"I then ran to my basement, took out my box of Roentgenium, got some of my radiation, and, just as in my dream, put them both in the microwave. I set it at two minutes, twenty-four seconds, stood back, and when the little beep sound came I opened the door and found..."

He'd found that the Roentgenium had expanded into a semi-stable metal that glowed and flickered in shades of orange and yellow, like a beautiful cuttlefish coasting near the bottom of a clear, deep, sea. Nimblebottom reached into the microwave, picked up the substance with his bare hands, and found that some of it was warm but not hot, and some of it was cool but not cold, and the middle of it was juuusssst right. "Wow", he thought, "I love this new metal."

As did the world. For among the properties of Roentgenium are the abilities to make people smile-deep-down-inside, like when they see a newborn puppy or velociraptor; instantly improve their IQ by 20 points, thus outgrowing their now boring families and friends and taking to the road; add the perfect amount of muscle mass without exercising while giving their body that certain sheen; allow people to set aside their differences and work together (i.e. the new country of Israeltinezaq); and last, but certainly not least, to increase everyone's life expectancy by one-third (except for people prone to radiation poisoning, an effect later hailed as population control). It is delicious too! Renowned scientist and amateur sous chef Stephen Hawking seriously suggested it be renamed Umm Umm Umm. To some it tasted like Swiss chocolate; to others, Indian food; and to natural blondes like butterfly wings dipped in honey mustard saturated with newly dripping mango juice direct from the tree.

Subsequent experiments found that the Nimblebottom Effect only takes place when a microwave is set for 2 minutes and 24 seconds, not a second more nor less. If the timing is not exact, when the microwave stops bombarding your Roentgenium and some of your radiation, the substance tends to explode just after emitting a high-pitched crinkling sound. The explosion isn't large, like Hiroshima, but it is enough to knock the microwave on its metallic WalMart backside.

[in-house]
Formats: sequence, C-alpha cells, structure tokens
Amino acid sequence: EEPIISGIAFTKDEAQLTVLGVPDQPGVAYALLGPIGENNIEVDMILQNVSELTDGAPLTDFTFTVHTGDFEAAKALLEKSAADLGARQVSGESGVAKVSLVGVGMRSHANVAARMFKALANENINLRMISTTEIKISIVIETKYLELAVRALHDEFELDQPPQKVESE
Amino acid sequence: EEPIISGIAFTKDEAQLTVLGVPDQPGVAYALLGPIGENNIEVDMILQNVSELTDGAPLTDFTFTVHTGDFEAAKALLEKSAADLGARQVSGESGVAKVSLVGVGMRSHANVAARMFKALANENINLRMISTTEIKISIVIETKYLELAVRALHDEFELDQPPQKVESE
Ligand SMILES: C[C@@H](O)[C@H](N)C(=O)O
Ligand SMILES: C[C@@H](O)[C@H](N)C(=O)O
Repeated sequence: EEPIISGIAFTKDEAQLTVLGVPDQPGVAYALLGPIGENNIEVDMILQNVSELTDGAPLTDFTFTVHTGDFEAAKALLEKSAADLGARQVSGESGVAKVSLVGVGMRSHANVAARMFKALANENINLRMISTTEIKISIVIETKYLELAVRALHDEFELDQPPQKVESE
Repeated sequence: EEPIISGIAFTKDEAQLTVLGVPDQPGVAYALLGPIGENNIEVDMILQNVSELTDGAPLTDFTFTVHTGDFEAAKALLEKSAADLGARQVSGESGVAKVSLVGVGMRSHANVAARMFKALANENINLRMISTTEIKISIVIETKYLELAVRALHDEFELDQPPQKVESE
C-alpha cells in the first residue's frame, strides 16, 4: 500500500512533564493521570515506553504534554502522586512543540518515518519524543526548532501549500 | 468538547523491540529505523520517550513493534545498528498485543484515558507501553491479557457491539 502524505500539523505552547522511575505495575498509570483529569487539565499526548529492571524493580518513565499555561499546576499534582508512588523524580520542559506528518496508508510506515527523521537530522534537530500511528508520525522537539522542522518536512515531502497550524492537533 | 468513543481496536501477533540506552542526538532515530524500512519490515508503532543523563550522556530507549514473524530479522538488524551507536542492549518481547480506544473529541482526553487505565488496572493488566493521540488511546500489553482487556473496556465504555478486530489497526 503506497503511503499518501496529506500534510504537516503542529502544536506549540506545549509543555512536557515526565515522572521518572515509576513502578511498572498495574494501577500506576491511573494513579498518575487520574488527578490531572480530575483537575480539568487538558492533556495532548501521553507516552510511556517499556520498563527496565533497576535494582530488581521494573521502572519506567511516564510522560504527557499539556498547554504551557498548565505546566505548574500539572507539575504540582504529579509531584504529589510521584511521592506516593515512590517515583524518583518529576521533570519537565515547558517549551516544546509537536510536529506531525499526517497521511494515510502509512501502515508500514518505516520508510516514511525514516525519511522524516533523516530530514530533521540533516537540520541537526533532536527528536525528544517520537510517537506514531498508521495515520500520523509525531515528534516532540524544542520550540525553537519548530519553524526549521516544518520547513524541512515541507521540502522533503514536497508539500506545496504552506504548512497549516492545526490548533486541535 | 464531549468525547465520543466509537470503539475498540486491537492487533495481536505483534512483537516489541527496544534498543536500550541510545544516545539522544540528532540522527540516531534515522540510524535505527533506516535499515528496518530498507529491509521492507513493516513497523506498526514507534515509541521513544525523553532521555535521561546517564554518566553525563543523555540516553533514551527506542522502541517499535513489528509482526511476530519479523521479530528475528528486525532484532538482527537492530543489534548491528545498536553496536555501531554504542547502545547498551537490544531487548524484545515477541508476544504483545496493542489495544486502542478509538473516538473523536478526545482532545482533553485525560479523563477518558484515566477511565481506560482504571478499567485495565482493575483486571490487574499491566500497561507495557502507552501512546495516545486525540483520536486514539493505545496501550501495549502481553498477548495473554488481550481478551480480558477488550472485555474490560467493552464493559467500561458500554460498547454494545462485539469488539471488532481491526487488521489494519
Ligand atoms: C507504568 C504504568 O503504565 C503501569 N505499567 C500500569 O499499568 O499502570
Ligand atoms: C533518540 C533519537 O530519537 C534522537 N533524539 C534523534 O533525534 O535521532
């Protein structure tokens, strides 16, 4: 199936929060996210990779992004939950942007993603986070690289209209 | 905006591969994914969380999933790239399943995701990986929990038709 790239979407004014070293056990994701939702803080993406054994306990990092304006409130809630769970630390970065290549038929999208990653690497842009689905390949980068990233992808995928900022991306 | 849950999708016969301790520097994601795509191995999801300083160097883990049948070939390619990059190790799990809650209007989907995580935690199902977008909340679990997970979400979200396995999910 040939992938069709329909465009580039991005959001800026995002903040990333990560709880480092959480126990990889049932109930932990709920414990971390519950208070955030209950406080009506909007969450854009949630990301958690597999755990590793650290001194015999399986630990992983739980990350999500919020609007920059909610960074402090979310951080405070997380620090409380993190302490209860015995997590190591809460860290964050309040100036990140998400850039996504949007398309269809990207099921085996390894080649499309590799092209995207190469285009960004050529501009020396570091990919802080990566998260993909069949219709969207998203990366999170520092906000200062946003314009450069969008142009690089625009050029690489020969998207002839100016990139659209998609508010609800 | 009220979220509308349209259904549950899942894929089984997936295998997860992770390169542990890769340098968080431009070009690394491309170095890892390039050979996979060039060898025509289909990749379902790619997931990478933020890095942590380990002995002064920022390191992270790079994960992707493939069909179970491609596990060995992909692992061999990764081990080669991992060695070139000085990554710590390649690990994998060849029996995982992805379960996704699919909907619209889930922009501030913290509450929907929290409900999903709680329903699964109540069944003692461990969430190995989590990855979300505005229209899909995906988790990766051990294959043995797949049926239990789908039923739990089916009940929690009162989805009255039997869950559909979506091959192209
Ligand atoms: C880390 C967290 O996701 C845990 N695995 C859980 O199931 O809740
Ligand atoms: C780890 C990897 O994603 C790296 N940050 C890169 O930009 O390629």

So armed with a dream, a bit-of-luck, and a nod from Mother Nature, Cyrus Nimblebottom quickly won the coveted Nobel Prize for Sheer Audacity.

Planned uses for Roentgenium[edit]

Unununium in its sub-atomic state, as shown in an "Elements-in-action!" video. (courtesy of the Large Hadron Collider Consortium, CERN labs, 2010))

Roentgenium is scheduled to become one of the world's standard metals used for coinage, even though (or perhaps because) it is dangerously radioactive and has the nasty tendency to degrade to nothingness more rapidly than Pop Rocks. Zimbabwe, Greece, and Brazil already use it in commerce, as its natural disintegration achieves the same goal as periodic devaluation, without all the shouting and milling around or the irritating interference of a free press.

As for that pesky overpopulation question, which all governments agree needs addressing but no public figure has the stones to be the first to pick up a bat and baby seal them - Roentgenium's radiation output takes a divot out of an unsuspecting populace quite nicely.

An interesting fact: Although the metal's lethal and healing properties were thought to have ended all human greed, it now appears that David Icke and Prince Phillip have already jumped the gun and amassed over 90% of the world's Roentgenium supply.

Periodic table of the elements
H He
Li Be B C N O F Ne
Na Mg Al Si P S Cl Ar
K Ca Sc Ti V Cr Mn Fe Co Ni Cu Zn Ga Ge As Se Br Kr
Rb Sr Y Zr Nb Mo Tc Ru Rh Pd Ag Cd In Sn Sb Te I Xe
Cs Ba Lu Hf Ta W Re Os Ir Pt Au Hg Tl Pb Bi Po At Rn
Fr Ra Lr Rf Db Sg Bh Hs Mt Ds Rg Cn Nh Fl Mc Lm Ts Og
La Ce Pr Nd Pm Sm Eu Gd Tb Dy Ho Er Tm Yb
Ac Th Pa U Np Pu Am Cm Bk Cf Es Fm Md No